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Document Details :
Title: Mapping the Challenges that Intermarried Couples Encounter
Author(s): JOANIDES, Charles
Journal: Marriage, Families & Spirituality
Volume: 10 Issue: 2 Date: Autumn 2004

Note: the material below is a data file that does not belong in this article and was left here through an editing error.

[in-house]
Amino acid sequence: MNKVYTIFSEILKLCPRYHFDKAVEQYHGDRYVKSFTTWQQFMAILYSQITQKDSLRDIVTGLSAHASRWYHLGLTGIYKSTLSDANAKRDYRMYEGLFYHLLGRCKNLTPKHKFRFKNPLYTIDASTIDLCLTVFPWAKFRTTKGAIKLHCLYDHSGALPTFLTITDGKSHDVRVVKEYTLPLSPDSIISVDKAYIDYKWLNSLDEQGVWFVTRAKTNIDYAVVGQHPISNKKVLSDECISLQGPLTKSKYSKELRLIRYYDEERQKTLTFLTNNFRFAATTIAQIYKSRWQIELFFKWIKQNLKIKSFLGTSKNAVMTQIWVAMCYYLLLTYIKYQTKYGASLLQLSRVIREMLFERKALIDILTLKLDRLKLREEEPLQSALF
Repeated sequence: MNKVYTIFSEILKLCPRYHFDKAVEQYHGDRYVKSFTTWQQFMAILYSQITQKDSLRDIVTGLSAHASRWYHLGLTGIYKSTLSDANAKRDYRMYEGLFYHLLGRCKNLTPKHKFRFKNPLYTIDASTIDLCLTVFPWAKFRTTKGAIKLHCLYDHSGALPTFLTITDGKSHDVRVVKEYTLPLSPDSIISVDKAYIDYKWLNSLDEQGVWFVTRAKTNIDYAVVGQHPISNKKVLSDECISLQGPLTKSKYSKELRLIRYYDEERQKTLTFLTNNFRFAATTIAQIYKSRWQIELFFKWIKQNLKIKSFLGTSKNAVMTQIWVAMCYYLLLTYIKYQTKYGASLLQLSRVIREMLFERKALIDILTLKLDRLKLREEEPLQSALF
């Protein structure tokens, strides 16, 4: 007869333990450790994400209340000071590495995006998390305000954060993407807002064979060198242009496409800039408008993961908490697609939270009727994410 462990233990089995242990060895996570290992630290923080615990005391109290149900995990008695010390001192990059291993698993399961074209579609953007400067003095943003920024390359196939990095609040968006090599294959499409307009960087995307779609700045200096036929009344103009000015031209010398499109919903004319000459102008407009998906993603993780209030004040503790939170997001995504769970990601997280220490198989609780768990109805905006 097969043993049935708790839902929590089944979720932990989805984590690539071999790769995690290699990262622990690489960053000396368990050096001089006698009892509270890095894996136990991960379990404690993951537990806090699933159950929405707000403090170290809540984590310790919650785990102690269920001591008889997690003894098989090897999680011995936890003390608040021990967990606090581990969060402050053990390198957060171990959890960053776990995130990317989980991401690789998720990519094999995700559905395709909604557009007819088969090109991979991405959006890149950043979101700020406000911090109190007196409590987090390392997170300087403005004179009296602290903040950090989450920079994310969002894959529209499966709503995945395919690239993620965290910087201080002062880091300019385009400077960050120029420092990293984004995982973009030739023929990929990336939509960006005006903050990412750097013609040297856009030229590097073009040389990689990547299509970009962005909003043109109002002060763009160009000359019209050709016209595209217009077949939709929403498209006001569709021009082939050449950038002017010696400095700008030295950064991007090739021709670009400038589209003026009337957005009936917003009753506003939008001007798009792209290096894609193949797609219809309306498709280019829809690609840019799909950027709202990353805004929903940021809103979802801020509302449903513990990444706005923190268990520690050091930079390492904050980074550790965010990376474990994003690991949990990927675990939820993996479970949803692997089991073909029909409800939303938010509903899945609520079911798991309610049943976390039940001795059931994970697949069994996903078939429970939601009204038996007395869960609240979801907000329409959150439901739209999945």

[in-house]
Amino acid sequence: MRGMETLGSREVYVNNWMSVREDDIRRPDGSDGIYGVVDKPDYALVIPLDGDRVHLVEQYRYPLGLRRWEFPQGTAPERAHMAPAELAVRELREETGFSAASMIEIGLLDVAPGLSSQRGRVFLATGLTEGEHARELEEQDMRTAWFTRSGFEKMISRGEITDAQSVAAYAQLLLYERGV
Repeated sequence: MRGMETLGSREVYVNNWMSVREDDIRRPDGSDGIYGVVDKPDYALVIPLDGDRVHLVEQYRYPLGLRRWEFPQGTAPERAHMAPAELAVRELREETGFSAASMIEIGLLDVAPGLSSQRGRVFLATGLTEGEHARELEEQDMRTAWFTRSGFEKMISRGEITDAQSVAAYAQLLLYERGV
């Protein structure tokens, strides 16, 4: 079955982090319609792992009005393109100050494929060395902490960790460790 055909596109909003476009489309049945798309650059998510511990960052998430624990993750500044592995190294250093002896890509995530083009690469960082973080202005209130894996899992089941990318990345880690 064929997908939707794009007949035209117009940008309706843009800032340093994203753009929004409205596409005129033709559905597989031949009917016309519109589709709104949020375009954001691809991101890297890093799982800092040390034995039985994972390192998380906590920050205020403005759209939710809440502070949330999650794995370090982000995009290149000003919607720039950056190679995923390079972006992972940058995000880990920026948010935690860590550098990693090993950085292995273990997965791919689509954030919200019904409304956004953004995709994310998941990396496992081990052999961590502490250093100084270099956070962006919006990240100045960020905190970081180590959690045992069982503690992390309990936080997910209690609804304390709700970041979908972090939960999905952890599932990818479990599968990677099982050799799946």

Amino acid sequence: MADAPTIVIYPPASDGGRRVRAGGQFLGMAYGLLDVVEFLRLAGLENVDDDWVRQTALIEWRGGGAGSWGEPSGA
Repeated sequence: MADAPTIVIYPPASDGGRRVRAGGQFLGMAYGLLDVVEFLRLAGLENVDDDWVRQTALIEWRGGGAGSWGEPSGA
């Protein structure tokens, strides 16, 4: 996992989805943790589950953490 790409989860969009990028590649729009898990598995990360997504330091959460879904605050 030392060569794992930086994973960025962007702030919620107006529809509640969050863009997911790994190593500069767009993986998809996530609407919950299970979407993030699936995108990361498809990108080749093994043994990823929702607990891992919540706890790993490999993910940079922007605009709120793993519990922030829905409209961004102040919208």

Using an approach that shows the need to utilize both social science and theology, this article outlines some conclusions that have emerged from the Interfaith Research Project (IRP) that has been conducted for the past six years. The Greek Orthodox Archdiocese of America (GOA) called for this research to study the population of members who are marrying non-Greek Orthodox partners, a number that is estimated at 75% of the church's marriages over the past two decades. A case study is presented to show how the author's theory brought the complex social "ecology" of intermarried couples – the numerous interdependent subsystems revolving around the couple as couple, as well as individuals and extended families – into relief. This map of intermarriage and its difficulties allows the church to meet the need of interfaith couples for assistance. Throughout the article are descriptions of the methodology employed to describe the unique territory that intermarried couples and their families must negotiate. The author then explains how his theory will help these couples, as well as those who minister to them, sort through and identify the factors in their lives that give rise to challenges unique to their situation. With such a high rate of inter-marriages, this theory should, first of all, serve to develop better marriage preparation for this particular population. Secondly, this theory should give those who counsel intermarried couples a clearer picture of their audience and how to listen and respond to their needs. Finally, this theory should help mildly conflicted couples feel empowered to work toward mutually satisfying solutions to the special challenges involved in an interfaith marriage. Although this theory was based on research conducted for the GOA, the author holds that it would be a useful approach for intermarried couples of other Christian and non-Christian faith groups to work through conflicts related to ethnic and religious differences.